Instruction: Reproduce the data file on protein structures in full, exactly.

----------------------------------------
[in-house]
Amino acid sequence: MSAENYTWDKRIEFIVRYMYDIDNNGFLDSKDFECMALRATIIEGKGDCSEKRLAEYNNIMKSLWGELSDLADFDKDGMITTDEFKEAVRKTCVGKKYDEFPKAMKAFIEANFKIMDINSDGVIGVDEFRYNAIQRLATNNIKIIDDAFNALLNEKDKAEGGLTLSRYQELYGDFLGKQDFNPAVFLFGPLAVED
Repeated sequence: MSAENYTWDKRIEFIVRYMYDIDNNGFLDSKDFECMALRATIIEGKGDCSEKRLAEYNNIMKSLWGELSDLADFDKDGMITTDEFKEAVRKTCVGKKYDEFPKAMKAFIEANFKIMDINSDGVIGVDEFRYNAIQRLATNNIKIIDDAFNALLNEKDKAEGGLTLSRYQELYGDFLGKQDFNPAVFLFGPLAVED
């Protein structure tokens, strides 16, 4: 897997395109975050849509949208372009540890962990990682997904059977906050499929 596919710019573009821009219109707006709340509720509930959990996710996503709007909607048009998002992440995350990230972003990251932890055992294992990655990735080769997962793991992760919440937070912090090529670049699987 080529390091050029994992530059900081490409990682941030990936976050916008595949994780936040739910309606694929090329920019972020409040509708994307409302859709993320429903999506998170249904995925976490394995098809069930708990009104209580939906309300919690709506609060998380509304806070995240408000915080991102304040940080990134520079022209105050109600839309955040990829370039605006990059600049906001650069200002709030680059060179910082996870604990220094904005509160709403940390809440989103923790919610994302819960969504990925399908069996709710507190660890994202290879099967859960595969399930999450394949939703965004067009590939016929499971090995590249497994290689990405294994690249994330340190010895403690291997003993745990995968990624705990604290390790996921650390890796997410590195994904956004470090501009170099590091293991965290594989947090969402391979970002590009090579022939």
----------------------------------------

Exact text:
[in-house]
Amino acid sequence: MSAENYTWDKRIEFIVRYMYDIDNNGFLDSKDFECMALRATIIEGKGDCSEKRLAEYNNIMKSLWGELSDLADFDKDGMITTDEFKEAVRKTCVGKKYDEFPKAMKAFIEANFKIMDINSDGVIGVDEFRYNAIQRLATNNIKIIDDAFNALLNEKDKAEGGLTLSRYQELYGDFLGKQDFNPAVFLFGPLAVED
Repeated sequence: MSAENYTWDKRIEFIVRYMYDIDNNGFLDSKDFECMALRATIIEGKGDCSEKRLAEYNNIMKSLWGELSDLADFDKDGMITTDEFKEAVRKTCVGKKYDEFPKAMKAFIEANFKIMDINSDGVIGVDEFRYNAIQRLATNNIKIIDDAFNALLNEKDKAEGGLTLSRYQELYGDFLGKQDFNPAVFLFGPLAVED
């Protein structure tokens, strides 16, 4: 897997395109975050849509949208372009540890962990990682997904059977906050499929 596919710019573009821009219109707006709340509720509930959990996710996503709007909607048009998002992440995350990230972003990251932890055992294992990655990735080769997962793991992760919440937070912090090529670049699987 080529390091050029994992530059900081490409990682941030990936976050916008595949994780936040739910309606694929090329920019972020409040509708994307409302859709993320429903999506998170249904995925976490394995098809069930708990009104209580939906309300919690709506609060998380509304806070995240408000915080991102304040940080990134520079022209105050109600839309955040990829370039605006990059600049906001650069200002709030680059060179910082996870604990220094904005509160709403940390809440989103923790919610994302819960969504990925399908069996709710507190660890994202290879099967859960595969399930999450394949939703965004067009590939016929499971090995590249497994290689990405294994690249994330340190010895403690291997003993745990995968990624705990604290390790996921650390890796997410590195994904956004470090501009170099590091293991965290594989947090969402391979970002590009090579022939």